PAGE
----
The Rake


In 1932, a nine-year-old boy from a devout Muslim family living in London — his father was a diplomat and legal adviser to Kemal Atatürk, founder of the Turkish republic — was taken by his elder brother, Nesuhi, to see the Duke Ellington and Cab Calloway orchestras at the Palladium theatre. “I’d never really seen black people except pictures of great artists like Josephine Baker,” the boy in question, Ahmet Ertegün, later said. “And I’d never heard anything as glorious as those beautiful musicians, wearing great white tails playing these incredibly gleaming horns with drums and rhythm sections unlike you ever heard on records.” The childhood epiphany sparked by this cultural ménage à trois would go on to change the course of popular music.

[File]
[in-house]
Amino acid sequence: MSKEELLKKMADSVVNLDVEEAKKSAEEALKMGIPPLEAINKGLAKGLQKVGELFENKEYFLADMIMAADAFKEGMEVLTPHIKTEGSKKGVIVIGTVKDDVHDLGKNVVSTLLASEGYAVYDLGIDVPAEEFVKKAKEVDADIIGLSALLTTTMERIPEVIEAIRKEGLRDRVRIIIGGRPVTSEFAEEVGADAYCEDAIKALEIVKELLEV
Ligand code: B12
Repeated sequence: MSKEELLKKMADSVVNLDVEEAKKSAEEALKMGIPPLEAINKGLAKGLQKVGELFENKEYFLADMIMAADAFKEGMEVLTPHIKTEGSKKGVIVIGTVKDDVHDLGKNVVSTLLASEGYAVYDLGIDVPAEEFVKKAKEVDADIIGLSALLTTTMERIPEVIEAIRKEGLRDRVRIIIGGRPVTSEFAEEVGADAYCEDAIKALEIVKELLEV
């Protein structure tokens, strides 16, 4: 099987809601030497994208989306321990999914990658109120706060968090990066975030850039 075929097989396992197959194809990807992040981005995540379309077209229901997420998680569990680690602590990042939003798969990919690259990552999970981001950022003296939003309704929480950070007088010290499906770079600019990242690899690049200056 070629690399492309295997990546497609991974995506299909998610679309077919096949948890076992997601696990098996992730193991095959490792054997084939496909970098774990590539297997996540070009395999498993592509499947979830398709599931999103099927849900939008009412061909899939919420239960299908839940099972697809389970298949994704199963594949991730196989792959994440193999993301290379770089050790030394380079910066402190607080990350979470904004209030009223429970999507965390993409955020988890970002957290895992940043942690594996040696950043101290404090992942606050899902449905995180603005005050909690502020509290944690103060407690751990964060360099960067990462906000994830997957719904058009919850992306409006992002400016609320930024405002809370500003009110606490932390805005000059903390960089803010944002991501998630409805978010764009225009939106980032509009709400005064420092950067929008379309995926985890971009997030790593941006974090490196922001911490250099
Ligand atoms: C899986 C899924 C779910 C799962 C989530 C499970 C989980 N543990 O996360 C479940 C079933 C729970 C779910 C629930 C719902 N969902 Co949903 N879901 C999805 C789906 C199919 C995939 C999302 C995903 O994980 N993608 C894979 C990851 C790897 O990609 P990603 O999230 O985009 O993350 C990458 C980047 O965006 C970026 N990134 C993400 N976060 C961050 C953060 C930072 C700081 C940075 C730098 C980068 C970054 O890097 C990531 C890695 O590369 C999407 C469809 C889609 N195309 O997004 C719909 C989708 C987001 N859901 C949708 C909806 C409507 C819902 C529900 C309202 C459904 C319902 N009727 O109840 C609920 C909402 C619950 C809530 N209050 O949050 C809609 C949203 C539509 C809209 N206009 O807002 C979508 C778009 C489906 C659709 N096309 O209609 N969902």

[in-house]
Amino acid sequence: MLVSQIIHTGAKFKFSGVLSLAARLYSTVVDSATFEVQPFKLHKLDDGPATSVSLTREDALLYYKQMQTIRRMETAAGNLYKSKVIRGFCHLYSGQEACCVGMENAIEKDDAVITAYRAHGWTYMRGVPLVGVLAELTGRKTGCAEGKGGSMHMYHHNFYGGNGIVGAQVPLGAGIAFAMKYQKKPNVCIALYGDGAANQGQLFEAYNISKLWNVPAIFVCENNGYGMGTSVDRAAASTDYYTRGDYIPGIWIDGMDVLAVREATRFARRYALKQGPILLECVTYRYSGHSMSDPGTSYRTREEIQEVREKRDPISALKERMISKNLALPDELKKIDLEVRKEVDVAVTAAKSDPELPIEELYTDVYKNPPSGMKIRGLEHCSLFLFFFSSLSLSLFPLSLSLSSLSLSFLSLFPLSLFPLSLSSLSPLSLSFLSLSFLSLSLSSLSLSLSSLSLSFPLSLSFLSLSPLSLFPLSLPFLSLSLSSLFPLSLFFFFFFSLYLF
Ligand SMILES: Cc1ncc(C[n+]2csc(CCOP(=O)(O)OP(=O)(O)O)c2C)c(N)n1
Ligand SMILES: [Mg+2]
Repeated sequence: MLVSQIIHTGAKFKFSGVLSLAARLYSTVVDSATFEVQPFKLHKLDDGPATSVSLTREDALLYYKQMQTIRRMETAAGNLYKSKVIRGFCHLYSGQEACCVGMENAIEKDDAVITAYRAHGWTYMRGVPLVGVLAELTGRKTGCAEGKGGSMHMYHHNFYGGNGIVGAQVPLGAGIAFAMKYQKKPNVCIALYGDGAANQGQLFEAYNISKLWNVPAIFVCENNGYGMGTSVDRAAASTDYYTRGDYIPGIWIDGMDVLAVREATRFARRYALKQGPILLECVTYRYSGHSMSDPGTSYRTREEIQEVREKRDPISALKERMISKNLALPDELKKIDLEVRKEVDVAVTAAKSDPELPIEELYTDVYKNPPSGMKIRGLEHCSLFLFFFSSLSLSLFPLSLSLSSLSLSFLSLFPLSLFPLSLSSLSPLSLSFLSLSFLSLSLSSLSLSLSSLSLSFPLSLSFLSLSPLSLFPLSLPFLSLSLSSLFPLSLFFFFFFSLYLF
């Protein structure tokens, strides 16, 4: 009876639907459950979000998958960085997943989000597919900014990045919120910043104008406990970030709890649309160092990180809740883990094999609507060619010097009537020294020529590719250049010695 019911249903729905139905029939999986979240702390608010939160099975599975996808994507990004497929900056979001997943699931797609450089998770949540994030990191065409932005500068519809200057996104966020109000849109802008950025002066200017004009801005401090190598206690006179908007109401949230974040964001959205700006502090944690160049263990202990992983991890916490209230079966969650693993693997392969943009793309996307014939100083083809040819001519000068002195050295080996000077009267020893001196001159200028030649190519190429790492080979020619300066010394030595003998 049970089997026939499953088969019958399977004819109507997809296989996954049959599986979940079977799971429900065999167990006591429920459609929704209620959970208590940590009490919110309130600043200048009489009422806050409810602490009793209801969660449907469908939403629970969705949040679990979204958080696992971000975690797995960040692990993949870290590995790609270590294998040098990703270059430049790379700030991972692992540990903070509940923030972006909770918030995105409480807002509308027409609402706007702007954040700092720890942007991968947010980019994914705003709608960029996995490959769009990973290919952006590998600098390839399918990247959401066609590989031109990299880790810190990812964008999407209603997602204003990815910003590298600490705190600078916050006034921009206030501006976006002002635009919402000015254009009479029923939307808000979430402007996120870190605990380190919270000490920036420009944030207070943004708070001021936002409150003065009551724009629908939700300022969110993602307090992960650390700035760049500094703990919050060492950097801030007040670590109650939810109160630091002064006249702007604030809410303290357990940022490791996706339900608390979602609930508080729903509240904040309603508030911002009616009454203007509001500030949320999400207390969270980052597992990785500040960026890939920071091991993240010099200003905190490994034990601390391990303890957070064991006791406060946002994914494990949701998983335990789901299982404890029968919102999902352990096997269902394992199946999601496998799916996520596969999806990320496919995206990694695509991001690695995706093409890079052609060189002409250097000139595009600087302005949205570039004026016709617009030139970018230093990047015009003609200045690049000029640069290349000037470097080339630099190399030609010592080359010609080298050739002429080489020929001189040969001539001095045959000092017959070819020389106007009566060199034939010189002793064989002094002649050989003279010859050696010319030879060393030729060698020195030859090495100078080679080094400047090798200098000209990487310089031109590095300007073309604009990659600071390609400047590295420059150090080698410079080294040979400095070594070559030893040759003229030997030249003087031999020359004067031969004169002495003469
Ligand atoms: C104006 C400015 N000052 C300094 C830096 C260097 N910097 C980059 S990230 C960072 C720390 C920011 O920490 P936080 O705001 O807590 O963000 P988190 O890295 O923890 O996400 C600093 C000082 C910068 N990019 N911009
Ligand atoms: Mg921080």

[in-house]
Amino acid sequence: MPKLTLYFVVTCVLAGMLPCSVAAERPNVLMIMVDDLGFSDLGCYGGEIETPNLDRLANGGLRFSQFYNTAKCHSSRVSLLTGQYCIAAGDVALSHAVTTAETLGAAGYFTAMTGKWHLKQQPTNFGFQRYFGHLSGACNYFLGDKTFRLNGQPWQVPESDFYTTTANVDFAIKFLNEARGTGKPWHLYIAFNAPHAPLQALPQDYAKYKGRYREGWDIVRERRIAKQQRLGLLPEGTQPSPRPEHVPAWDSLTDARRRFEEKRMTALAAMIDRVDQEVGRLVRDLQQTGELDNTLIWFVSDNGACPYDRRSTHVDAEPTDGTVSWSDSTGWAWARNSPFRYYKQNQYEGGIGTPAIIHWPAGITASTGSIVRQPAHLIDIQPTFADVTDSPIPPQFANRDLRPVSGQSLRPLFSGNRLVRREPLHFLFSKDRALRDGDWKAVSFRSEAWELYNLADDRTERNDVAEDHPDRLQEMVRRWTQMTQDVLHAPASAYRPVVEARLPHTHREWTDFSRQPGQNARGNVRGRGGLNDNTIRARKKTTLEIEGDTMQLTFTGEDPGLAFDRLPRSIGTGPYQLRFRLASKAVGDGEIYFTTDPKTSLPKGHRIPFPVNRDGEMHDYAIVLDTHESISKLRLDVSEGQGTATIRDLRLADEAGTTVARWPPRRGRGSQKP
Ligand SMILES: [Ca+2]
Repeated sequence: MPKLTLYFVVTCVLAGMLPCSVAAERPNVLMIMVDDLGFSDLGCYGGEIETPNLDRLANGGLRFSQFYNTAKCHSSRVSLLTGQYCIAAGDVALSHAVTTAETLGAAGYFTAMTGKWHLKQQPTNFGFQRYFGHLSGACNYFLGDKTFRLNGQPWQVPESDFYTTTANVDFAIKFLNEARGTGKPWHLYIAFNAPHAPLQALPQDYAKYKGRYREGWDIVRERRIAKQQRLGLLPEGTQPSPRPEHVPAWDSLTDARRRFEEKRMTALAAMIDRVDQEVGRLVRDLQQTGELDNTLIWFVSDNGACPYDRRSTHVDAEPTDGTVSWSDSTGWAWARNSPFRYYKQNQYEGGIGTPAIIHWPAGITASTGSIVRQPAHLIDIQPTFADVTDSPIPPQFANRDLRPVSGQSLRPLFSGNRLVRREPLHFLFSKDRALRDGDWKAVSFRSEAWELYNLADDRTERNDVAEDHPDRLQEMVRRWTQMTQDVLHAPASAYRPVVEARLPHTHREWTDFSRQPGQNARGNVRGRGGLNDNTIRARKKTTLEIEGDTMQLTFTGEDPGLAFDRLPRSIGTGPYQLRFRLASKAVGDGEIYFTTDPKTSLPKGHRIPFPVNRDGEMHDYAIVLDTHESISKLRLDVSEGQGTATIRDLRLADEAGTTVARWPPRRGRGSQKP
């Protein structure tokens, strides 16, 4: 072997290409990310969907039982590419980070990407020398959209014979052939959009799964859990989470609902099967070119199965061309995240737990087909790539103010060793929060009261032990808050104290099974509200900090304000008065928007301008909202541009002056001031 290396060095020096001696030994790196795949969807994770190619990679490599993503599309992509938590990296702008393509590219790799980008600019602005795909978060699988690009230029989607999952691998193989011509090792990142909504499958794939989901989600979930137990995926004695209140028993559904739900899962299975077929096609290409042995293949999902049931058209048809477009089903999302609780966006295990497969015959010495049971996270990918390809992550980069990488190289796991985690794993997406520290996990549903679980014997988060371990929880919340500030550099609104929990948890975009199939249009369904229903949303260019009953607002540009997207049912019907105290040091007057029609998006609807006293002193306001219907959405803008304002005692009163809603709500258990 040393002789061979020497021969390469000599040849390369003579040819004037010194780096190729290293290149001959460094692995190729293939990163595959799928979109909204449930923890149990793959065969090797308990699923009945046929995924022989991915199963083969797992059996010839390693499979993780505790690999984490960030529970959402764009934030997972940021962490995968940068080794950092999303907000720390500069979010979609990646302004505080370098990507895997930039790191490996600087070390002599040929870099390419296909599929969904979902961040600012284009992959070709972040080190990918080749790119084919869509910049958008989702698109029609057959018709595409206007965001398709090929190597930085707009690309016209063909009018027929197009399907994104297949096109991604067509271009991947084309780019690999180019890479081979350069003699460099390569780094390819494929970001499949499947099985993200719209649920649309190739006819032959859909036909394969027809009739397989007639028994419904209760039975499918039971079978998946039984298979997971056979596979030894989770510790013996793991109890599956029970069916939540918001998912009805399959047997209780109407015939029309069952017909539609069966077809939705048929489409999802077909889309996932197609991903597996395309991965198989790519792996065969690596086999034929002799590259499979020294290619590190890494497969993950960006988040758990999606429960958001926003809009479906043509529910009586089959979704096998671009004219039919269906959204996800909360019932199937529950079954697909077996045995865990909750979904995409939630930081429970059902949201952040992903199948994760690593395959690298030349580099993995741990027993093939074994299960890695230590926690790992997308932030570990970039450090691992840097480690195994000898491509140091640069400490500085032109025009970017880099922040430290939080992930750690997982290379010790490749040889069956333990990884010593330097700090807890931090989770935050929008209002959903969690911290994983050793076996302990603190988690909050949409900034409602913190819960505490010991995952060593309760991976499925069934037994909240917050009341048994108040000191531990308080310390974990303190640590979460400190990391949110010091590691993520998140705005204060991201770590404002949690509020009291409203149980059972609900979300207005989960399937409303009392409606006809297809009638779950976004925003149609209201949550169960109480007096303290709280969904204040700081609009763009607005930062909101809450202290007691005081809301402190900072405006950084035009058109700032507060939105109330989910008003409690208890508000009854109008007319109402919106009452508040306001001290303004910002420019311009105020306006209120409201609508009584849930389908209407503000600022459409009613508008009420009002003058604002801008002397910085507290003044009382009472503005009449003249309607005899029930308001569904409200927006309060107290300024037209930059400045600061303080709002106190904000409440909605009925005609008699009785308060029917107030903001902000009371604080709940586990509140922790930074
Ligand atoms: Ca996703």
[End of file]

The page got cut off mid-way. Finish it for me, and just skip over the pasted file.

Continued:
As teenagers, the family having moved to Washington, D.C., the brothers would comb black neighbourhoods for rare old recordings, and amassed a collection of some 25,000 jazz and blues records.

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